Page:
1. Nonlinear modeling of magnetorheological energy absorbers under impact conditions

    International Nuclear Information System (INIS)

    Mao, Min; Hu, Wei; Choi, Young-Tai; Wereley, Norman M; Browne, Alan L; Ulicny, John; Johnson, Nancy

    2013-01-01

    Magnetorheological energy absorbers (MREAs) provide adaptive vibration and shock mitigation capabilities to accommodate varying payloads, vibration spectra, and shock pulses, as well as other environmental factors. A key performance metric is the dynamic range, which is defined as the ratio of the force at maximum field to the force in the absence of field. The off-state force is typically assumed to increase linearly with speed, but at the higher shaft speeds occurring in impact events, the off-state damping exhibits nonlinear velocity squared damping effects. To improve understanding of MREA behavior under high-speed impact conditions, this study focuses on nonlinear MREA models that can more accurately predict MREA dynamic behavior for nominal impact speeds of up to 6 m s −1 . Three models were examined in this study. First, a nonlinear Bingham-plastic (BP) model incorporating Darcy friction and fluid inertia (Unsteady-BP) was formulated where the force is proportional to the velocity. Second, a Bingham-plastic model incorporating minor loss factors and fluid inertia (Unsteady-BPM) to better account for high-speed behavior was formulated. Third, a hydromechanical (HM) analysis was developed to account for fluid compressibility and inertia as well as minor loss factors. These models were validated using drop test data obtained using the drop tower facility at GM R and D Center for nominal drop speeds of up to 6 m s −1 . (paper)

  2. Design and development of a parametrically excited nonlinear energy harvester

    International Nuclear Information System (INIS)

    Yildirim, Tanju; Ghayesh, Mergen H.; Li, Weihua; Alici, Gursel

    2016-01-01

    Highlights: • A parametrically broadband energy harvester was fabricated. • Strong softening-type nonlinear behaviour was observed. • Experiments were conducted showing the large bandwidth of the device. - Abstract: An energy harvester has been designed, fabricated and tested based on the nonlinear dynamical response of a parametrically excited clamped-clamped beam with a central point-mass; magnets have been used as the central point-mass which pass through a coil when parametrically excited. Experiments have been conducted for the energy harvester when the system is excited (i) harmonically near the primary resonance; (ii) harmonically near the principal parametric resonance; (iii) by means of a non-smooth periodic excitation. An electrodynamic shaker was used to parametrically excite the system and the corresponding displacement of the magnet and output voltages of the coil were measured. It has been shown that the system displays linear behaviour at the primary resonance; however, at the principal parametric resonance, the motion characteristic of the magnet substantially changed displaying a strong softening-type nonlinearity. Theoretical simulations have also been conducted in order to verify the experimental results; the comparison between theory and experiment were within very good agreement of each other. The energy harvester developed in this paper is capable of harvesting energy close to the primary resonance as well as the principal parametric resonance; the frequency-band has been broadened significantly mainly due to the nonlinear effects as well as the parametric excitation.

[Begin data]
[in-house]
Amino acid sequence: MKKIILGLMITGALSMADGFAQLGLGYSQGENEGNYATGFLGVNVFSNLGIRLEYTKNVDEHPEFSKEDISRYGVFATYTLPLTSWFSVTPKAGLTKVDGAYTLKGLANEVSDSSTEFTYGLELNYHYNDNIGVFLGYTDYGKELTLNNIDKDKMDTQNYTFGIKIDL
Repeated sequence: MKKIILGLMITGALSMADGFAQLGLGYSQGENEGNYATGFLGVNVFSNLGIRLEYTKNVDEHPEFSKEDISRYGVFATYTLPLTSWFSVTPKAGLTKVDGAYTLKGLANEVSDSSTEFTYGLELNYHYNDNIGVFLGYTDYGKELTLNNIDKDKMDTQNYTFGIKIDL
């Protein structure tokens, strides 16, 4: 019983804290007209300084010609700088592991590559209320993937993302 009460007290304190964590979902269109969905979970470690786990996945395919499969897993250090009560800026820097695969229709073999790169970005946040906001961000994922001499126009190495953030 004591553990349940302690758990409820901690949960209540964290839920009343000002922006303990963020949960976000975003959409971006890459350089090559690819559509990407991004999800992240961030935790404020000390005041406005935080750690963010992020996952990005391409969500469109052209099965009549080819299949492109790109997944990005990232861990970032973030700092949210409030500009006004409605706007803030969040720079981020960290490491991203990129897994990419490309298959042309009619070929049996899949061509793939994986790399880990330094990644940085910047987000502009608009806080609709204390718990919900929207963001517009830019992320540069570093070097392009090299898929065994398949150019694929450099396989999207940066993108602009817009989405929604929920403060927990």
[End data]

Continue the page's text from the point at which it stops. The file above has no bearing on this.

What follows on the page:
3. A benchmark study of electronic excitation energies, transition moments, and excited-state energy gradients on the nicotine molecule

    Science.gov (United States)

    Egidi, Franco; Segado, Mireia; Koch, Henrik; Cappelli, Chiara; Barone, Vincenzo

    2014-12-01

    In this work, we report a comparative study of computed excitation energies, oscillator strengths, and excited-state energy gradients of (S)-nicotine, chosen as a test case, using multireference methods, coupled cluster singles and doubles, and methods based on time-dependent density functional theory. This system was chosen because its apparent simplicity hides a complex electronic structure, as several different types of valence excitations are possible, including n-π*, π-π*, and charge-transfer states, and in order to simulate its spectrum it is necessary to describe all of them consistently well by the chosen method.

  4. A benchmark study of electronic excitation energies, transition moments, and excited-state energy gradients on the nicotine molecule

    Energy Technology Data Exchange (ETDEWEB)